Hong Kong is so filled with shops, boutiques, street markets, department stores, and malls, it's hard to think of places where you can't shop. Still, there are specific hunting grounds for various products, as well as areas that have more shops than elsewhere.

Tsim Sha Tsui has the greatest concentration of shops in Hong Kong. Nathan Road, which runs through Kowloon for 4km (2 1/2 miles) from the harbor to the border of the New Territories, is lined with stores selling clothing, jewelry, eyeglasses, cameras, electronic goods, crafts from China, shoes, handbags, luggage, watches, and more. You will also find tailors, tattoo artists, and even shops that will carve your name into a wooden chop (a stamp used in place of a signature for official documents). Be sure to explore the side streets radiating off Nathan Road, especially Granville Road, for shops specializing in washable silk and casual clothing and for export overruns of fun, youth-oriented fashions at modest prices. Department stores, Chinese emporiums, and shopping arcades, as well as several huge shopping malls, are also located in this neighborhood. Harbour City, on Canton Road, for example, is the largest shopping center in Hong Kong, while Elements, attached to Kowloon Station, is one of the newest. Many international designers have boutiques on Canton Road. Farther north, in Yau Ma Tei, is Hong Kong's most famous outdoor market, the Temple Street Night Market, with vendors selling clothing, sunglasses, watches, toys, mobile phones, Chinese souvenirs, and accessories. The nearby Ladies' Market is also great for inexpensive clothing and accessories. Specialized markets in Yau Ma Tei and Mong Kok sell everything from clothing and flowers to goldfish, songbirds, and jade.

For upscale shopping, Central is where you'll find international designer labels. The Landmark, Prince's Building, Alexandra House, Chater House, and ifc mall boast designer boutiques selling jewelry, clothing, leather goods, and more, with names ranging from Armani, Cartier, and Chanel to Gucci, Louis Vuitton, and Tiffany & Co. Pacific Place is an upscale shopping mall selling everything from clothing to electronics, while ifc mall sells high-end clothing and accessories. Hip Shanghai Tang is a good place to shop for upscale Chinese clothing and souvenirs, while the adjacent six floors in the Pedder Building boast dozens of clothing boutiques and factory outlet stores. Li Yuen Street East and West street markets are a slice of old Hong Kong, offering inexpensive Chinese jackets, watches, children's clothing, and accessories.

Another happy hunting ground is Causeway Bay on Hong Kong Island. In contrast to Tsim Sha Tsui, it caters more to locals than to tourists, with often lower prices. It's always packed with shoppers, giving it a lively, festival-like atmosphere every day of the week. In addition to small shops selling everything from shoes and clothing to Chinese herbs, there's a Japanese department store and a large shopping complex called Times Square specializing in clothing, electronics, and housewares. Jardine's Crescent is an open-air market with cheap clothing and produce. For shoes, get on the tram and head for Happy Valley, where on Leighton and Wong Nai Chung roads (near the racecourse) you'll find rows of shoe and handbag shops.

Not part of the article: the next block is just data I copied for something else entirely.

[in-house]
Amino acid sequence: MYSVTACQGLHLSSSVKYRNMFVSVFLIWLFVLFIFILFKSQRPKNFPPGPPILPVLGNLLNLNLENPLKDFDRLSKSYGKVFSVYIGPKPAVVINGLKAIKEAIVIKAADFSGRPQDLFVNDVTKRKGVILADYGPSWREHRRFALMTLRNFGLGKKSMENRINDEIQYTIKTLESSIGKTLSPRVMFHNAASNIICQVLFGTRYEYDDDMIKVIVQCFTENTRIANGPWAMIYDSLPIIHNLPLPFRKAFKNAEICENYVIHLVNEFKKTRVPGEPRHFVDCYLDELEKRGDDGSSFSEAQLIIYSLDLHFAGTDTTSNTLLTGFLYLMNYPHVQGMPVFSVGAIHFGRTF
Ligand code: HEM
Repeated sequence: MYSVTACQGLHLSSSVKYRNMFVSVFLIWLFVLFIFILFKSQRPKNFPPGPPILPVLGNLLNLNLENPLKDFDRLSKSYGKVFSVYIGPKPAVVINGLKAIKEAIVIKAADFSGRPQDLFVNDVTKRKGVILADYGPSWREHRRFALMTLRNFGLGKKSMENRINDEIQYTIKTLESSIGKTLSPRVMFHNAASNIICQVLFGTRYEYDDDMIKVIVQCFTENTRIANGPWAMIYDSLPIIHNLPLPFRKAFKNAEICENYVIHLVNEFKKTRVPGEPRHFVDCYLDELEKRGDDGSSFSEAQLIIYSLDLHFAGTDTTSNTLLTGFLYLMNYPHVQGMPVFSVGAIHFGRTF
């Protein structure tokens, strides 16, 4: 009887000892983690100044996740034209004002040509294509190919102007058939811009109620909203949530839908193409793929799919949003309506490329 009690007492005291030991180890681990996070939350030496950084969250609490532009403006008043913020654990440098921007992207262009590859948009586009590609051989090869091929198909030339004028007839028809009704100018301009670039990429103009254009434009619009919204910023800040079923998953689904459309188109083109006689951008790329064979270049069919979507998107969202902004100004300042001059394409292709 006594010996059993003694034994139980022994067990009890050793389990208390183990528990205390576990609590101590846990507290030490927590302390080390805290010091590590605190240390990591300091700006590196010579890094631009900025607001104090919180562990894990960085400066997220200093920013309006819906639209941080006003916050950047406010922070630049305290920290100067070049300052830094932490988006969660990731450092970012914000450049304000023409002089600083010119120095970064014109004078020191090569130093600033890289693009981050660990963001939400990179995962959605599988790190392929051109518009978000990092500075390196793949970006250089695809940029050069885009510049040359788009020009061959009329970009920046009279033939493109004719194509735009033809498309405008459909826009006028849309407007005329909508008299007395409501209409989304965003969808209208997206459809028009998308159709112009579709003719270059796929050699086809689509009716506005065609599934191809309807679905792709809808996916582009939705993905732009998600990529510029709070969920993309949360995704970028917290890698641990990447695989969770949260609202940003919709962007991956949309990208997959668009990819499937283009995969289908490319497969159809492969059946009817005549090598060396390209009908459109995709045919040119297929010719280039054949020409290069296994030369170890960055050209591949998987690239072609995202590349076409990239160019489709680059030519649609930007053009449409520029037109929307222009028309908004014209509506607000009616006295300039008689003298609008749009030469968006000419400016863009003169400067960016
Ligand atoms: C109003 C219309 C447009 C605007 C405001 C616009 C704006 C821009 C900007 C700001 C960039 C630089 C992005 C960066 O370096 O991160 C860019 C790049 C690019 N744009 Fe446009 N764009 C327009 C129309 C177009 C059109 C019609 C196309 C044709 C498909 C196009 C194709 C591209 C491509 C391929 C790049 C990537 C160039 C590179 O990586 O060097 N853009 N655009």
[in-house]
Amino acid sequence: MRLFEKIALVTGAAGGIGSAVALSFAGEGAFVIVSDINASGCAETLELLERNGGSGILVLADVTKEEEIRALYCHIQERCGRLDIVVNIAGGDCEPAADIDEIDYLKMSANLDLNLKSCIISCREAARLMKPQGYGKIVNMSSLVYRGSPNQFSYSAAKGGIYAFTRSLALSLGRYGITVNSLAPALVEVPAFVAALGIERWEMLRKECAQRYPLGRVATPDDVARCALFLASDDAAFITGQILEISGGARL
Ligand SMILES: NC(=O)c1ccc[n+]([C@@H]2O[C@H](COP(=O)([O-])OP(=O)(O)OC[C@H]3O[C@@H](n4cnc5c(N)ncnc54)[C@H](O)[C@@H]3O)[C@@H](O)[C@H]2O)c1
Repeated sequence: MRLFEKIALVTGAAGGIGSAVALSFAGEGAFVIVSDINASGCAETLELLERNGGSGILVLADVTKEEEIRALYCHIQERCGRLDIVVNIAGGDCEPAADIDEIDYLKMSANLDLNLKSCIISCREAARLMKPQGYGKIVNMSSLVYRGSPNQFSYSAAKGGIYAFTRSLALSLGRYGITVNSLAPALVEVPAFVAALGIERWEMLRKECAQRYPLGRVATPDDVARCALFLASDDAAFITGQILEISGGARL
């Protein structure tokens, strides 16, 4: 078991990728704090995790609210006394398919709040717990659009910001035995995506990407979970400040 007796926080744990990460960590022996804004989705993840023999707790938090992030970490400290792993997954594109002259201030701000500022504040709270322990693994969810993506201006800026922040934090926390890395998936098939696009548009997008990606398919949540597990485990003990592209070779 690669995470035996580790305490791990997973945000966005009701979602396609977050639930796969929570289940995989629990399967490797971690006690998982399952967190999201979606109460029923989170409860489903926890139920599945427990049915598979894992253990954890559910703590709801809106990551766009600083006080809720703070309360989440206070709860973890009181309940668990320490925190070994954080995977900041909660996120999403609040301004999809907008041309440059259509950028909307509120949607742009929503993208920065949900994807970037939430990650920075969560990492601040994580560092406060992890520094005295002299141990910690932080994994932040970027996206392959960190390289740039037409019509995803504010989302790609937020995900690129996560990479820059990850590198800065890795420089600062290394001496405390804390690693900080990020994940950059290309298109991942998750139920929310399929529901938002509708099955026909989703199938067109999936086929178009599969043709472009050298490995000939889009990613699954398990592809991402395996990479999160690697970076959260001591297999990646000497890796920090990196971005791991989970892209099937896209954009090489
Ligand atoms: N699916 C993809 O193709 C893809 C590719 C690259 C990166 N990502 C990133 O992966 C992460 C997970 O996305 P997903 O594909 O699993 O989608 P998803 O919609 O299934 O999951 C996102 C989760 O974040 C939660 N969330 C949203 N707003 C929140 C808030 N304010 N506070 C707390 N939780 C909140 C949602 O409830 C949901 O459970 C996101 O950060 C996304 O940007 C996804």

One of my favorite places to shop for inexpensive fashions is Stanley Market on the southern end of Hong Kong Island, where vendors sell silk clothing and business and casual wear. In recent years, shops specializing in Chinese crafts and products have also opened in Stanley Market (and, of course, I can't resist a leisurely lunch on Stanley's quaint waterfront promenade). Another great shopping destination on southern Hong Kong Island is Ap Lei Chau (an island connected to Aberdeen by bridge), where at Horizon Plaza you'll find discount outlets for pricey downtown clothing stores, as well as many antiques and furniture stores.

Antiques and curio lovers also head for Hollywood Road and Cat Street in the Western District on Hong Kong Island, where everything from snuff bottles to jade carvings and Ming vases is for sale. Chinese handicrafts, including porcelain, furniture, silk clothing, and embroidery, are sold in Chinese-product department stores and Chinese arts-and-crafts shops located on both sides of the harbor. Several deluxe hotels boast arcades housing designer boutiques, most notably the Peninsula Hong Kong and InterContinental Hong Kong.

Note: This information was accurate when it was published, but can change without notice. Please be sure to confirm all rates and details directly with the companies in question before planning your trip.